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My question title explains it all. This is extremely frustrating, especially when working with lots of similar constants. It works for Visual Basic projects but not Visual C#.

In general, why do the IDEs seem to be so different for the different languages (e.g. super-charged Intellisense in VB but not in C#)? To me it doesn't make sense for Microsoft to have two different teams working on the IDEs for the two main .NET languages...

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I don't have the answer, but I can tell you that the super-charged Intellisense(ie: vb background compiler) in VB will eat your CPU alive with a sizable solution open. I hope they never put that in C#. We converted our entire solution/product(25-30 projects) just because of it. –  rick schott Jan 30 '09 at 2:56
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3 Answers 3

Marc,

Yes, I mean const variables. I assume readonly variables are the same way. Perhaps you are right that seeing the actual value of the constants is not absolutely necessary, but it certainly is nice. It makes using constants, which is usually the best practice, a lot easier to do. I am doing spectrum processing with some 30 constants and being able to see the actual values as I am writing code that uses them makes things much more natural for me. I assume the actual values do show up during debugging when you hover over them, but it would be nice to see them in the editor too. If they VB editor can do it, C# should be able to also.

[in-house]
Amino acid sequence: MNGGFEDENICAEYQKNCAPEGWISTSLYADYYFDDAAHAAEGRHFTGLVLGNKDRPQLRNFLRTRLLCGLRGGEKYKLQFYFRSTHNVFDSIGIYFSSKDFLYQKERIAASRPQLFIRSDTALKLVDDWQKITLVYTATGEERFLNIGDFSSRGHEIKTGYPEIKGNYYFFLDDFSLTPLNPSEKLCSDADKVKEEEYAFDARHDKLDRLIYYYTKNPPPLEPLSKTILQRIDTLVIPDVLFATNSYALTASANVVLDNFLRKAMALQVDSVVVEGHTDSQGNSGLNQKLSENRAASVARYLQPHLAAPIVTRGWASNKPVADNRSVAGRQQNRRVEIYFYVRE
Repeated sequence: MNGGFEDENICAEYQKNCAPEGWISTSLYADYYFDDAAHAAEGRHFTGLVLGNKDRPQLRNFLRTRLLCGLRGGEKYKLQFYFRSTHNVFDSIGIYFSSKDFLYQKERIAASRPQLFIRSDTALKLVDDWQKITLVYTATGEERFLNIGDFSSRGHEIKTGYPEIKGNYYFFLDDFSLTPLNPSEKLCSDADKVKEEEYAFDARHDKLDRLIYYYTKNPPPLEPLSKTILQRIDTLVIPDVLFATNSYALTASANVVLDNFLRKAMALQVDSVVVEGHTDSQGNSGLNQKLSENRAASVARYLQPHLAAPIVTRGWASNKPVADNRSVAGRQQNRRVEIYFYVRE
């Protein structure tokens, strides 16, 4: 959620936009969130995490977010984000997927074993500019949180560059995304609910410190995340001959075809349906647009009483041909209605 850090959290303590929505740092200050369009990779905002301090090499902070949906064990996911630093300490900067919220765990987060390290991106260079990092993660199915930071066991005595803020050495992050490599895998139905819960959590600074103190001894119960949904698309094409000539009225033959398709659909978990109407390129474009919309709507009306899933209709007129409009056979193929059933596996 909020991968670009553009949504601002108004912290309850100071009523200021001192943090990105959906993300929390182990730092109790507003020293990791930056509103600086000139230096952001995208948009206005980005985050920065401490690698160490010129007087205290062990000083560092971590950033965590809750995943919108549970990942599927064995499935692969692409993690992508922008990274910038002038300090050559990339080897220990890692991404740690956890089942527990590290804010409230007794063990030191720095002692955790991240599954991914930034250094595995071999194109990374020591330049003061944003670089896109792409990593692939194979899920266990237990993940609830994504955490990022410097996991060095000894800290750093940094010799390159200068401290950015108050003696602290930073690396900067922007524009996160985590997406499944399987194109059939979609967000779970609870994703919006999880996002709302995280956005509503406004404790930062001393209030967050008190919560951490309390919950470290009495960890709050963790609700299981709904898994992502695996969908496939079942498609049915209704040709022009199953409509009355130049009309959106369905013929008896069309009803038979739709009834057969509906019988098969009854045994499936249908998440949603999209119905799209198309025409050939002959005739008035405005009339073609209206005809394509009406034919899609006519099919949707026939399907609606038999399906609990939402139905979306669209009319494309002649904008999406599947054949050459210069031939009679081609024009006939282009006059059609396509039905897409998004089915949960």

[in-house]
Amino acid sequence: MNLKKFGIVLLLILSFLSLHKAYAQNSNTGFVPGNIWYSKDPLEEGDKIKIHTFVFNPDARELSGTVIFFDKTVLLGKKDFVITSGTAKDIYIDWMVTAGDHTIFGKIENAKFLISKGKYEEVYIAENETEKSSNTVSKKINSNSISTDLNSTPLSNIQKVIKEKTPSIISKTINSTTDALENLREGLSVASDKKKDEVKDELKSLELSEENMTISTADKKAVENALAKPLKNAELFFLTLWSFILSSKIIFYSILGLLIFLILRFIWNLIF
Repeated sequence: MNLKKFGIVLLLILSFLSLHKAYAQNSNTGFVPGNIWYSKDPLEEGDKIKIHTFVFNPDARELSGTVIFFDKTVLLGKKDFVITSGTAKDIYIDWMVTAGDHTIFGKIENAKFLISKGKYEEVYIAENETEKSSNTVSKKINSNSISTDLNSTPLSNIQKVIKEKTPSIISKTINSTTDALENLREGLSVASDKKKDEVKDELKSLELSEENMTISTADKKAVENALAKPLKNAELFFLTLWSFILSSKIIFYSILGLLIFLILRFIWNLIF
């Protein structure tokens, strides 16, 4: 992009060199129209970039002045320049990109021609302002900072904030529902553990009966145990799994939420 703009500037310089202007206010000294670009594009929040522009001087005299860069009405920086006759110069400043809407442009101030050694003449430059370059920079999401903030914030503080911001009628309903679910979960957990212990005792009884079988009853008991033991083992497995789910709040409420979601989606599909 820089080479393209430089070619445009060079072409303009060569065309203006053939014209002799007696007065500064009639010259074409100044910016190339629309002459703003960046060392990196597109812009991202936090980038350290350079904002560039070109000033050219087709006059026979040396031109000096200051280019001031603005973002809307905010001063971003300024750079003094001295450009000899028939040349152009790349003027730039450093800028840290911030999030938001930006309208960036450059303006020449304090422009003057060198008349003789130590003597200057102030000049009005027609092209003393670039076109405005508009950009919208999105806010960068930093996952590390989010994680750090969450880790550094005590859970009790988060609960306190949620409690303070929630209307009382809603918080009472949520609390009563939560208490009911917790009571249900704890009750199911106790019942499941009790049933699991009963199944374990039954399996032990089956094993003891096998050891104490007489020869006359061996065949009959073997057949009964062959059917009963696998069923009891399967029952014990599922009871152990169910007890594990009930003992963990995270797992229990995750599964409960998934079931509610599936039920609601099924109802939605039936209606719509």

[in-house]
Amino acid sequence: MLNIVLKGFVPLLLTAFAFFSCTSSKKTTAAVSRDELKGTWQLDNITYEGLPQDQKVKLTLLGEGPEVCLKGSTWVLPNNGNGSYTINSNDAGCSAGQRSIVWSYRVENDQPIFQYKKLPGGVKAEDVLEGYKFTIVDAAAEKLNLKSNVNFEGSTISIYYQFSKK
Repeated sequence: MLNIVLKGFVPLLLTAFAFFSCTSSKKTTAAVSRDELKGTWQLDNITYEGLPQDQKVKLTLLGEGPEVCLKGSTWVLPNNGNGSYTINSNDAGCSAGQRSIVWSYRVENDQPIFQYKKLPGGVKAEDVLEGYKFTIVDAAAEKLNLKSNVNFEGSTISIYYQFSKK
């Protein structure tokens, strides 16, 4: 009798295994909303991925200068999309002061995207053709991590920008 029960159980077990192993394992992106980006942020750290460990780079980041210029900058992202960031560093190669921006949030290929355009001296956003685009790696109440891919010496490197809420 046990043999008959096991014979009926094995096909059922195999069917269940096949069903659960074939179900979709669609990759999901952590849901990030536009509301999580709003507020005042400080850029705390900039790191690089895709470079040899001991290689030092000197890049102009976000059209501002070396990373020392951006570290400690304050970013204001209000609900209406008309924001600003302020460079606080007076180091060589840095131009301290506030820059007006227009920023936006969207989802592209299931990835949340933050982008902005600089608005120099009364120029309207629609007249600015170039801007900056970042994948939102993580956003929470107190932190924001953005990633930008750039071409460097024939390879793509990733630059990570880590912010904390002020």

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I agree with what Marc says about the naming should be self descriptive. However, I work in the medical field, and the exact wording of things are important. I would like for other developers to be able to look at my code and to get the exact text of any string constant just by hovering over it instead of having to cross reference it against it's value in a constants class. Is there any way to configure C# to do this?

It would sure be a lot more helpful than only getting the type (wow, that constant is a string!) with the hover event.

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Do you mean constants (const)? or readonly variables?

Also - if you can't tell what the value represents from the name, then you haven't named it right; most times you don't need to scrutinize the actual value of a const, since it doesn't change very often ;-p

If you mean const - then by definition the value is right next to it... but even so, when debugging hover works fine for me (I could post a screenshot if you like). The hover doesn't work when not debugging - it only shows the value in the hover when debugging.

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You mean I should remember the values of all constants? For me, HPCutoffFrequency is a good name, still that doesn#t tell me the original developer set it to 15. I've actually seen it work sometimes, sometimes not - but I am jumping between PC's and devstudio versions a lot. –  peterchen Apr 7 '09 at 15:30
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